Development of a sensible hedging strategy requires in-depth industry knowledge and an understanding of the company’s prospects and outlook. Only through such an understanding is it possible to exhaustively map all relevant and significant financial risk exposures. Next step is to follow this up with a strategy, which limits such risks to an acceptable level. Important for the risk assessments is management’s expectations on cash flows in respective currencies, margins, leverage, financing requirements/ covenants, risks related to operational and investment plans, any extraordinary expansion plans, etc.
It may be useful to conduct peer analyses to evaluate what strategies other industry players utilize. The balance of power between the company and its customers and suppliers is important. Is it for instance possible to transfer currency risk in the form of contractual clauses to other parties? Does there exist any particular stringent requirements from the government, lenders or others, e.g. covenants imposed by banks. There can also be other actual limitations affecting the possibility for hedging.
Once a grasp of the current situation is in place and there has been developed expectations of outlook it is possible to build an appropriate strategy that incorporates both risk tolerance and appetite.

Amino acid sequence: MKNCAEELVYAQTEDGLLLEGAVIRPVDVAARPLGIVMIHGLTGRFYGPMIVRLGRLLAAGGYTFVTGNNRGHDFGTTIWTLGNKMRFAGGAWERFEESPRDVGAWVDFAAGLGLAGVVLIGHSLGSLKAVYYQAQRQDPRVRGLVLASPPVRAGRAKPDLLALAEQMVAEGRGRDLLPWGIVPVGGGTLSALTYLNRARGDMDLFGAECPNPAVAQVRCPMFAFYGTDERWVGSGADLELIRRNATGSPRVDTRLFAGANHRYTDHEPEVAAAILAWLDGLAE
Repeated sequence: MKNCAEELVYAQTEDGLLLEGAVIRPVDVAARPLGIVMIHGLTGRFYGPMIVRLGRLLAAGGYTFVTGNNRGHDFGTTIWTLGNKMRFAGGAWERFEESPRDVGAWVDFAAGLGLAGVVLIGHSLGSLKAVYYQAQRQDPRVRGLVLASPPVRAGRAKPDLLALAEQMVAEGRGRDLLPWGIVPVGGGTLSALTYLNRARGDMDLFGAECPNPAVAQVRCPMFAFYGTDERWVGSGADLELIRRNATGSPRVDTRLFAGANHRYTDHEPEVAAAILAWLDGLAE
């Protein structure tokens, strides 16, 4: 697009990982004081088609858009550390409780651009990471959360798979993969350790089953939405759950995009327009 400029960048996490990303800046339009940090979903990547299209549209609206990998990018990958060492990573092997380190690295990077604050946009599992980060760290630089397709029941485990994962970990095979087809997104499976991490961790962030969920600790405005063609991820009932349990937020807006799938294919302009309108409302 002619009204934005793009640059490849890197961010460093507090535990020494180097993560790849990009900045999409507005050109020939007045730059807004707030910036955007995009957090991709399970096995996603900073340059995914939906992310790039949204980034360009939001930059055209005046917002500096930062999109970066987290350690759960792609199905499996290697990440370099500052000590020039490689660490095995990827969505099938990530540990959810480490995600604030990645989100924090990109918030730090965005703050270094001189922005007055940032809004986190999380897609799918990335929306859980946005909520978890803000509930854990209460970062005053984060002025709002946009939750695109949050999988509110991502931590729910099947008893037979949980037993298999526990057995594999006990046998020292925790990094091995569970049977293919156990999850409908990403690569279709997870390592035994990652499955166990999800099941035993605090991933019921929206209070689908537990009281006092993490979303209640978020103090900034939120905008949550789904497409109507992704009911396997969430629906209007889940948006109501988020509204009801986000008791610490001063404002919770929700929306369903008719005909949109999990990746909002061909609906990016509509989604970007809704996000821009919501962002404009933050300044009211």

Financial instruments come with transaction costs. Before employing hedging instruments, one ought to minimize its necessity through natural hedging alternatives. Figure 2 illustrates some natural and financial mitigation alternatives.
Effective hedging strategies involves a combination of financial hedging instruments and natural hedging. However, only a few companies appear to apply a conscious use of natural hedging arrangements.
Utilizing contractual terms to shift financial risk onto counterparties is one such approach. The success of which will depend on market conventions and negotiation power. More negotiating power allows the transferability of currency risk in its entirety to the counterparty through determining payments in one’s own functional currency. Alternatively, it can dictate limits for currency fluctuations in the period between signing and delivery or payment. It is very important to formulate such clauses precisely. If left to later interpretation this can have significant consequences. Counterparty risk also arises from the arrangements. In order to contain this to an acceptable level it may be necessary to establish bank or other guarantees.